It is the crisis point of one’s life, and the interruption of plans, which seems to define the value of the narrative. We tend to judge by leaps of negation; in a hurry to determine worth, we skim the beginning chapters, then rush through the middle, and read with intensive interest the last few pages and conclude the life of a character based not upon the lengthy experiences of amoral devices, but by the standards of terminal avalanches.
A short story is merely a slice of life; a novel, a jagged graph of extrapolated instances cumulatively garnered to present a coherent and systematized itinerary. But real life is different. Each entity is a uniqueness in and of itself; never a mere compilation of facts, nor a composite of irrational emotions; it is, instead, a story unto itself. Like troves of battered grey, we try and open the chest of drawers and determine in an instant before we close the chapter.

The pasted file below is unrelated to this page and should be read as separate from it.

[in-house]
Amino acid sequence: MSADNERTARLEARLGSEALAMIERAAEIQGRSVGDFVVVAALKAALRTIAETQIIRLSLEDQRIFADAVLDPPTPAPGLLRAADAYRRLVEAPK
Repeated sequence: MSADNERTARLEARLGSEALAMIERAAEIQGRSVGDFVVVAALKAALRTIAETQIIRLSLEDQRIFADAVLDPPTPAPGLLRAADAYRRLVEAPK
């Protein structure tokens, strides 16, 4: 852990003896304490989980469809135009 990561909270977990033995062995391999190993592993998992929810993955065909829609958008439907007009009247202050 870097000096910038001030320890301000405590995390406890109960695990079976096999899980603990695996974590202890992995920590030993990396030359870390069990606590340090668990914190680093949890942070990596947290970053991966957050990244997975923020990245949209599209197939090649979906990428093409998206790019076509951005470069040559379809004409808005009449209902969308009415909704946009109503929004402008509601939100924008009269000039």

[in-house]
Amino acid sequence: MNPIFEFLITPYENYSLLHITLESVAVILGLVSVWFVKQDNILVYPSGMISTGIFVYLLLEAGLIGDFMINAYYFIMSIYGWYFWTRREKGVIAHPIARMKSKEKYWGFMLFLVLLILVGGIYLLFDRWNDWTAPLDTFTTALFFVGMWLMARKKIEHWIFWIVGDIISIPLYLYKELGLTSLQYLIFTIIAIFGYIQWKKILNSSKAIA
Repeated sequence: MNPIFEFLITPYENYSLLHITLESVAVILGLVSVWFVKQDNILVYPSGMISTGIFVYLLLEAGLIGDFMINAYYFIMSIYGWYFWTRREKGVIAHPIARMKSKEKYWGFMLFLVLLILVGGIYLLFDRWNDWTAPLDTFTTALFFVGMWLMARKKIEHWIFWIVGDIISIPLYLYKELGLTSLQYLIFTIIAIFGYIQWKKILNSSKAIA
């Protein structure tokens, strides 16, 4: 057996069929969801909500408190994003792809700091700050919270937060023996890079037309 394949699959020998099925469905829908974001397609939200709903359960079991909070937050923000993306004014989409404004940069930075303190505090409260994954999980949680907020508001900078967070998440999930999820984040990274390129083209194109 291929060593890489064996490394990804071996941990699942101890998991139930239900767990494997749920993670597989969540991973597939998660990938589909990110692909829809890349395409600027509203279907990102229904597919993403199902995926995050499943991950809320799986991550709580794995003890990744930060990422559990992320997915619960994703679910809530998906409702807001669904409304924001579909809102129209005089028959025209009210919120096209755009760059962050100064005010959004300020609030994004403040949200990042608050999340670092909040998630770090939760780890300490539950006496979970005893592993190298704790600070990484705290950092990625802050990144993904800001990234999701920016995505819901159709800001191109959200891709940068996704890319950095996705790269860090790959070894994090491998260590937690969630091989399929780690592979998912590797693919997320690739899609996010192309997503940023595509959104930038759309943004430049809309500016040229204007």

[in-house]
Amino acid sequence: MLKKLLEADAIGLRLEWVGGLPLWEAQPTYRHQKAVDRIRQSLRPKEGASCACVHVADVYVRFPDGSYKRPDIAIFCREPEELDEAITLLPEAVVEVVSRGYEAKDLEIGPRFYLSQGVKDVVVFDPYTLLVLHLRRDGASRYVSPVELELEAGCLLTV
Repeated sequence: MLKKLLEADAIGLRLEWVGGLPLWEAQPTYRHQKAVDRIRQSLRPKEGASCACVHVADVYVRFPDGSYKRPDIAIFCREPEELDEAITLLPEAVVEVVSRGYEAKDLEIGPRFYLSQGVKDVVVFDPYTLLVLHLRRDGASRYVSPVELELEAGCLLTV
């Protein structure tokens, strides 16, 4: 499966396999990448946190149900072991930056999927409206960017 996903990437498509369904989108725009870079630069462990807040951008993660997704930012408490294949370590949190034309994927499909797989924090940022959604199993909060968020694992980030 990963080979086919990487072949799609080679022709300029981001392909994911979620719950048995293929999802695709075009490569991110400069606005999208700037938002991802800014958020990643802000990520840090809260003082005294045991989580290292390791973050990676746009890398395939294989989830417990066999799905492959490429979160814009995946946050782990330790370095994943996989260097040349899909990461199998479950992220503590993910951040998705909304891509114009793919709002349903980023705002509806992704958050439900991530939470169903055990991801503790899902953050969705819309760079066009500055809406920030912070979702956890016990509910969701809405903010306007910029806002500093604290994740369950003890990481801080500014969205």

For Federal employees and U.S. Postal workers who suffer from a medical condition, such that the medical condition begins to impact — and define — one’s worth to the Federal agency or the U.S. Postal Service, it is well to remember not to judge too harshly. One’s worth should not be defined by any arbitrary point on a linear graph of time, nor determined by those who look disinterestedly beyond yesterday’s contribution to the “mission” of the agency.
Federal employees and U.S. Postal workers who can no longer perform all of the essential elements of one’s positional duties, and who need to consider filing for Federal Disability Retirement benefits through the U.S. Office of Personnel Management, whether the Federal or Postal employee is under FERS, CSRS or CSRS Offset, should never see the entrance into the steps of administrative and bureaucratic malaise as an “end” to the chapter of one’s life, but rather, still the ongoing narrative which requires further telling and editing.
When one is in the midst of turmoil, it is often difficult to see beyond; but like the troves of battered grey we encounter on a foggy night in rain-drenched clothes, we must remember that there is always the warmth of tomorrow, and sunshine of days to come yet to recall the moments of slumber when once a crisis tried to define a lifetime.
Robert R. McGill, Esquire